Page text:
Reports from multiple outlets are showing a critical issue called “Error 53” that bricks iPhones if they’ve had their home button or screen repaired by a 3rd party outlet. The problem has been circulating for months, but very few people are aware of the issue.
Apple’s reasoning on the fix is that someone could potentially change out the home button on a stolen iPhone 6 to bypass the Touch ID system, and while this may be the reality in some cases, the software change is hurting many legitimate buyers. Many people go to 3rd party repair shops (even though this technically breaks Apple’s warranty guidelines) to save money on repairs. Phones that have been working for months after a fix could break after updating to iOS 9.
The software update’s reasoning is sound, but Apple isn’t communicating that iOS 9 can brick your phone. What’s worse is that there isn’t a way to reverse the error– you will be unable to access your phone if you’re affected and there’s nothing that anyone can do about it. All data that isn’t backed up will be lost.
What to do if you think you’ll be affected
There isn’t much to do outside of staying on iOS 8. We’ll have to wait until Apple changes their stance on the issue and changes how iOS 9 behaves on the iPhone. We’ll update this article if the situation changes.
This is also something to keep in mind if you’re buying a second-hand iPhone. It’s nearly impossible to tell if the home button was replaced in the past, so you won’t know if the iOS 9 update will break your phone.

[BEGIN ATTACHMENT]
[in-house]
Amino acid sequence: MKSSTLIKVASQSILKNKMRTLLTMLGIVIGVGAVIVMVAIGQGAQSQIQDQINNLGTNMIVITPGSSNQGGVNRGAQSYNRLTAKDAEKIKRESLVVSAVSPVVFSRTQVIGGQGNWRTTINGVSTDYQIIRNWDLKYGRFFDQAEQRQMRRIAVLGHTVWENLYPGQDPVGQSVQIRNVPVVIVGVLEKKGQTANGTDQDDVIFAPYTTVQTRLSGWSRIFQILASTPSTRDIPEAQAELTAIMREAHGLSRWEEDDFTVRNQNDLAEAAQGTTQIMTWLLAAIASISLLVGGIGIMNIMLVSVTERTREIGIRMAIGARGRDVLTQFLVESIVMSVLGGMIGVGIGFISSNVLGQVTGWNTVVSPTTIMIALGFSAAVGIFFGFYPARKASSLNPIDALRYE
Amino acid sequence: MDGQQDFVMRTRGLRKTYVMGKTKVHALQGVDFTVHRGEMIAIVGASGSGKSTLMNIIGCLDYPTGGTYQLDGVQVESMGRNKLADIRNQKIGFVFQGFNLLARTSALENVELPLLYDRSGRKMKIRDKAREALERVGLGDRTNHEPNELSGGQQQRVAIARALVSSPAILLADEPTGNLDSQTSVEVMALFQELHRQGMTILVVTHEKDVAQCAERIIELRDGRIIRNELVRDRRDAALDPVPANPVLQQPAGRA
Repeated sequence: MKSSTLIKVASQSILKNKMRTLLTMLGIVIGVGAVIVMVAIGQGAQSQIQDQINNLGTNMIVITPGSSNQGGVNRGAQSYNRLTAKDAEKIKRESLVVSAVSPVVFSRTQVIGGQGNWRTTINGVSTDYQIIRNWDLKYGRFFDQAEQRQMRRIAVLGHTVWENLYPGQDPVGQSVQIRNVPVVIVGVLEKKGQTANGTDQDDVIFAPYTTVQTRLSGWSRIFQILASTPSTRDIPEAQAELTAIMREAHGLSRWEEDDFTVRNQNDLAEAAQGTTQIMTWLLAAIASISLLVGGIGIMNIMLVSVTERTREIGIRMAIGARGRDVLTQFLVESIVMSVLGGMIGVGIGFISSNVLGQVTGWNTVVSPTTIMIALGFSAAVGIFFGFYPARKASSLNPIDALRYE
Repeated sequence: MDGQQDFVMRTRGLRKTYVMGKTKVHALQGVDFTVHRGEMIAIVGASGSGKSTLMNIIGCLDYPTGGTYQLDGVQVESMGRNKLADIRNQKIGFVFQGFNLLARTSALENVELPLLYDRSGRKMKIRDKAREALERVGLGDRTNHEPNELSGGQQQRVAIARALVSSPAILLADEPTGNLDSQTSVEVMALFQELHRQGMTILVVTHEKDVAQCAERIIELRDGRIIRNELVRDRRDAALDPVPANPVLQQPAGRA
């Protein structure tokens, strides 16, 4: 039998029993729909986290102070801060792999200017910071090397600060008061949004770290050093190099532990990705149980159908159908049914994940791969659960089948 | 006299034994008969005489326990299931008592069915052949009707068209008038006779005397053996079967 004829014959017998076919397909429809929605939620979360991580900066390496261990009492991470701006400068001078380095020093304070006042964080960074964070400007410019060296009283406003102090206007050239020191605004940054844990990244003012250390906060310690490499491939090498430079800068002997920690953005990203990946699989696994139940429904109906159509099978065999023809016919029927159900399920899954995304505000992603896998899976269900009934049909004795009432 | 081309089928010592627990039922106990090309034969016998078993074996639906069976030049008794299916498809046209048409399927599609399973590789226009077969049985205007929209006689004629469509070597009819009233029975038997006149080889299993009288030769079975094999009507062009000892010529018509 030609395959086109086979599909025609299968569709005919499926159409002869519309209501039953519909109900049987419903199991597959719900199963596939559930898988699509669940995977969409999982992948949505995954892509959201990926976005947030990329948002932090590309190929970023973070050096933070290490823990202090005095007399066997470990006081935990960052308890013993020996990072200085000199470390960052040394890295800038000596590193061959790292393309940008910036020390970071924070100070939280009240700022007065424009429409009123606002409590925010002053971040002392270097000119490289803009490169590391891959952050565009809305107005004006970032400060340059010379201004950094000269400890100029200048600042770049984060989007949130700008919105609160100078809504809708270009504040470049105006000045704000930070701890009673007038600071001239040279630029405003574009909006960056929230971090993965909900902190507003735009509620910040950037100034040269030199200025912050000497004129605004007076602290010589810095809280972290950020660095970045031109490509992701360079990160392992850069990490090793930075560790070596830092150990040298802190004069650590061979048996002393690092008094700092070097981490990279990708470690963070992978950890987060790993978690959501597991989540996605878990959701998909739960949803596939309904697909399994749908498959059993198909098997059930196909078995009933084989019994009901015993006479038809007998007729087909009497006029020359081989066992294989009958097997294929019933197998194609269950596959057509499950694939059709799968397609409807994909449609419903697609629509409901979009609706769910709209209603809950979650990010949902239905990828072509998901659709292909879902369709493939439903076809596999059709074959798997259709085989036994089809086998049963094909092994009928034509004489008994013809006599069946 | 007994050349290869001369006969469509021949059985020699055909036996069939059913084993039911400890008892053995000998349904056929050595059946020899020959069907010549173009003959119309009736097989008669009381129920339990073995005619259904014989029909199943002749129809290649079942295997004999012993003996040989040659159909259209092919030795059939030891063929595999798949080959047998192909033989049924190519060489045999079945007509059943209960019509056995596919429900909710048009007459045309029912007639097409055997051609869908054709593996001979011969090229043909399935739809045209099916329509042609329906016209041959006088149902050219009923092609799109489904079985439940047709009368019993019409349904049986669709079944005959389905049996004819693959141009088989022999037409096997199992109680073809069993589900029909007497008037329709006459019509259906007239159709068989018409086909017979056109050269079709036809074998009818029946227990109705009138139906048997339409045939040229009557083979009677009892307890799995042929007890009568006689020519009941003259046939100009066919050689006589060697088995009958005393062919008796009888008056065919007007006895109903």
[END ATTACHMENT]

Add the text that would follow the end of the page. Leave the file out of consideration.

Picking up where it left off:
It appears that Apple doesn’t plan on changing their stance. According to an Apple Spokesperson,
“We protect fingerprint data using a secure enclave, which is uniquely paired to the touch ID sensor. When iPhone is serviced by an authorized Apple service provider or Apple retail store for changes that affect the touch ID sensor, the pairing is re-validated. This check ensures the device and the iOS features related to touch ID remain secure. Without this unique pairing, a malicious touch ID sensor could be substituted, thereby gaining access to the secure enclave. When iOS detects that the pairing fails, touch ID, including Apple Pay, is disabled so the device remains secure.
When an iPhone is serviced by an unauthorized repair provider, faulty screens or other invalid components that affect the touch ID sensor could cause the check to fail if the pairing cannot be validated. With a subsequent update or restore, additional security checks result in an ‘error 53’ being displayed […] If a customer encounters an unrecoverable error 53, we recommend contacting Apple support.”
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